The Best Way to Do Whole Life Insurance

When buying whole life insurance, it's tempting to want to figure out all the ways to optimize the policy.  I don't just mean the foundational stuff like blending the policy and making heavy use of paid-up additions–but also the bigger picture stuff like “when should I take a loan,” “what's the best amount to put in the policy,” or “how long should I fund it for the best return?”

We field questions like this constantly, and the often underwhelming answer is that there is no answer.

Whole Life Insurance is Just a Tool

Whole life insurance does not possess any sort of intrinsic optimality.  What I mean by that is, there is no specific right or wrong when it comes to the specific “how” of implementing a whole life policy.

For example, it's common for someone to approach us and say something like, “I have $500,000 in cash right now that I'd like to deploy in some other fashion.  I don't have any immediate plans for the money and I've read some interesting things about whole life insurance.  How should I put this money into a policy?”

Or, as another example, “I could reasonably contribute $20,000 per year to a whole life policy.  What's the best number of years to do this?”

The two above questions have no answer.  At least not yet.  This is because the potential buyer's intentions for the money will greatly influence the answer to how best to approach policy design.

Sure whole life blending and paid-up additions will play a role–that's basic step-one sort of stuff.  But the precise number of years to fund the policy and how to build the policy to accommodate this depends on the answer to several questions that help illuminate where the prospective policy owner intends to go with this policy.

Every Other Savings/Investment Strategy is Similar

This fact is not unique to whole life insurance.  All plans that help you build wealth have a similar requirement to understand the end goal.  Sure you can mindlessly contribute funds to an IRA or general brokerage account and most of the time accumulation of value will help in the sense that it makes you wealthier.  This is could also be said for whole life insurance.

But both an investment account and a whole life insurance policy purchased for cash value accumulation become much better at accomplishing future goals if you have some idea of why you are using them.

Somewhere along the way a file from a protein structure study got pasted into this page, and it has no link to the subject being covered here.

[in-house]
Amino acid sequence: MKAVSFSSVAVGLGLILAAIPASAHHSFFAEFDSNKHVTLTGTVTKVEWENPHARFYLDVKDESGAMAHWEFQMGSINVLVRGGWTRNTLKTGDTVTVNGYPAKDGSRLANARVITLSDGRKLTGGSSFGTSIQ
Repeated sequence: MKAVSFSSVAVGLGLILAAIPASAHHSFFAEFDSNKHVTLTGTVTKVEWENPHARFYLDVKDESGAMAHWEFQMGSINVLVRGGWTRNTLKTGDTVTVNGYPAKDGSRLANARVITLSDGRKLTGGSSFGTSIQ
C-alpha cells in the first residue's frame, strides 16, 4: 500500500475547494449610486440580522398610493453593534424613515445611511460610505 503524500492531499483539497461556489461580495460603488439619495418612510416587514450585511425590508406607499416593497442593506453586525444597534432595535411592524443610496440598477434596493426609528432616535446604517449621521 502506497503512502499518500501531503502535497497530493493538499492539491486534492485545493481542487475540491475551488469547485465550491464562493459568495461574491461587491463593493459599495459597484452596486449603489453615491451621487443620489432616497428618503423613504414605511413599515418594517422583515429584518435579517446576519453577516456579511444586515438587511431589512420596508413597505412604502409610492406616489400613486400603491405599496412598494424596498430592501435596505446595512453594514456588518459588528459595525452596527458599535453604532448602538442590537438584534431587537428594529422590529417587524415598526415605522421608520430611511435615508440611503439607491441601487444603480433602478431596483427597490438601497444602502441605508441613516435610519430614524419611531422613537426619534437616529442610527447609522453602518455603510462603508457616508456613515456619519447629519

This doesn't mean you have to have a perfectly mapped-out plan.  The truth is, any skilled agent can pretty quickly fine-tune a policy by asking a few follow-up questions and refining the policy design around the potential buyer's intentions.

You Don't Have to Be Perfectly Correct

If figuring out exactly why you'd buy whole life insurance (or begin any other investment or savings plan) causes some anxiety because you aren't really sure what the exact end goal is, I have some good news.  You don't need locked-in precision in terms of where you are going.  While it's certainly helpful if you can paint as vivid a picture as possible about your planned future, it's not a deal-breaker if you can't.

A basic idea like using the policy for retirement or paying for educational expenses is generally good enough.  As agents, we can take the liberty to make some assumptions about when these events most likely take place and use those loose timelines to set you up as optimally as possible given the information available.

These Rules Also Apply After Purchase

The circumstantial nature of determining what is truly best also applies to whole life policies after purchase.  Our clients commonly ask us questions like: “I need to take some money out is it best to take a loan or a withdrawal from my policy?”


“I'm nearing the end of the time I originally planned to put money into the policy, is it best to stop or should I continue putting money in it?  If I continue to put money in it how long should I do that?”

The answer here depends on their specific situation and plans.

When it comes to loan versus withdrawal, the policyholder's plans to put the money back into the policy will most heavily influence the right course of action.  Plans to one day put the money back usually work best as a loan.  If there is no plan to put money back in, a withdrawal will likely be the better bet, unless we're talking retirement income.

For those nearing the end of the time they originally intended to put money into a policy but have the resources to continue paying premiums (a common situation in our experience) the answer comes down to what other options the policyholder has for their money.  My typical answer is to think through what other places they could put the money.  If the rate of return in those places is significantly higher without subjecting it to considerably higher risk, then it's time to cease funding the whole life insurance policy.  If no other good alternatives appear to raise their hand, then keep putting money into the policy–and continue doing this until you either don't have the extra money to do it or another option presents itself that meets the criteria we just covered.

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